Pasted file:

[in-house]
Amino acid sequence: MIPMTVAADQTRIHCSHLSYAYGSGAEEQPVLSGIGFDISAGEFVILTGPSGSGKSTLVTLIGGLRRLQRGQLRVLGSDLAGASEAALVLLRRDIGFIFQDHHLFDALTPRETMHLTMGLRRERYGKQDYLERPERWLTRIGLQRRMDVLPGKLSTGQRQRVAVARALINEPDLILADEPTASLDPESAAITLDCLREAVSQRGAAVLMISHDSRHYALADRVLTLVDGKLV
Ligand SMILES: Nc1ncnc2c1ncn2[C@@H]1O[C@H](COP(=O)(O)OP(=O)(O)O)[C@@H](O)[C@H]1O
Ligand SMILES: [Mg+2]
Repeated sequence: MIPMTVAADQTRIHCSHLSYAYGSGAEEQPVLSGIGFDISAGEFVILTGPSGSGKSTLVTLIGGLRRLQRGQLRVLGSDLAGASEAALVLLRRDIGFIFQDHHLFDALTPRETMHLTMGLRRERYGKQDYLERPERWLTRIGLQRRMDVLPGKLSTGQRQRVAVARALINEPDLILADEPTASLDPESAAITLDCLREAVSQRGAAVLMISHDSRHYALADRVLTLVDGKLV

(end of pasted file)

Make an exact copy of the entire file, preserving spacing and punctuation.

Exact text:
[in-house]
Amino acid sequence: MIPMTVAADQTRIHCSHLSYAYGSGAEEQPVLSGIGFDISAGEFVILTGPSGSGKSTLVTLIGGLRRLQRGQLRVLGSDLAGASEAALVLLRRDIGFIFQDHHLFDALTPRETMHLTMGLRRERYGKQDYLERPERWLTRIGLQRRMDVLPGKLSTGQRQRVAVARALINEPDLILADEPTASLDPESAAITLDCLREAVSQRGAAVLMISHDSRHYALADRVLTLVDGKLV
Ligand SMILES: Nc1ncnc2c1ncn2[C@@H]1O[C@H](COP(=O)(O)OP(=O)(O)O)[C@@H](O)[C@H]1O
Ligand SMILES: [Mg+2]
Repeated sequence: MIPMTVAADQTRIHCSHLSYAYGSGAEEQPVLSGIGFDISAGEFVILTGPSGSGKSTLVTLIGGLRRLQRGQLRVLGSDLAGASEAALVLLRRDIGFIFQDHHLFDALTPRETMHLTMGLRRERYGKQDYLERPERWLTRIGLQRRMDVLPGKLSTGQRQRVAVARALINEPDLILADEPTASLDPESAAITLDCLREAVSQRGAAVLMISHDSRHYALADRVLTLVDGKLV